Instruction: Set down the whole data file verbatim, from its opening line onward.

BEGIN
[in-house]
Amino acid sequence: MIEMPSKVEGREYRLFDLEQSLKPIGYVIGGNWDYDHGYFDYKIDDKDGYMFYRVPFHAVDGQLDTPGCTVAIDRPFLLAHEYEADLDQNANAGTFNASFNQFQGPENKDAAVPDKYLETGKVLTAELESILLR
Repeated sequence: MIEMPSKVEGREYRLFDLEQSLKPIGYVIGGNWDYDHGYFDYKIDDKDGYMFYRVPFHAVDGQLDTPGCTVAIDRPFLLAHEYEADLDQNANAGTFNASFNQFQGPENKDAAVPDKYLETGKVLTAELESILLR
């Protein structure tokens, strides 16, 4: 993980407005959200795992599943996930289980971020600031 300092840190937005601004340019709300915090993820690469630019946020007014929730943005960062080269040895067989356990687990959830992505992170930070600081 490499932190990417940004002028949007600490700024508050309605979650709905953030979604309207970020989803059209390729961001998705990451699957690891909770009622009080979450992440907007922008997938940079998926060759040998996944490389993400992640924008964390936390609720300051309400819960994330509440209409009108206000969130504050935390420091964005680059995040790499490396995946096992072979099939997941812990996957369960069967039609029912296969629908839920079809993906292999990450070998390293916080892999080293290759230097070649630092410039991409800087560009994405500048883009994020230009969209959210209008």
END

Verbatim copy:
[in-house]
Amino acid sequence: MIEMPSKVEGREYRLFDLEQSLKPIGYVIGGNWDYDHGYFDYKIDDKDGYMFYRVPFHAVDGQLDTPGCTVAIDRPFLLAHEYEADLDQNANAGTFNASFNQFQGPENKDAAVPDKYLETGKVLTAELESILLR
Repeated sequence: MIEMPSKVEGREYRLFDLEQSLKPIGYVIGGNWDYDHGYFDYKIDDKDGYMFYRVPFHAVDGQLDTPGCTVAIDRPFLLAHEYEADLDQNANAGTFNASFNQFQGPENKDAAVPDKYLETGKVLTAELESILLR
């Protein structure tokens, strides 16, 4: 993980407005959200795992599943996930289980971020600031 300092840190937005601004340019709300915090993820690469630019946020007014929730943005960062080269040895067989356990687990959830992505992170930070600081 490499932190990417940004002028949007600490700024508050309605979650709905953030979604309207970020989803059209390729961001998705990451699957690891909770009622009080979450992440907007922008997938940079998926060759040998996944490389993400992640924008964390936390609720300051309400819960994330509440209409009108206000969130504050935390420091964005680059995040790499490396995946096992072979099939997941812990996957369960069967039609029912296969629908839920079809993906292999990450070998390293916080892999080293290759230097070649630092410039991409800087560009994405500048883009994020230009969209959210209008």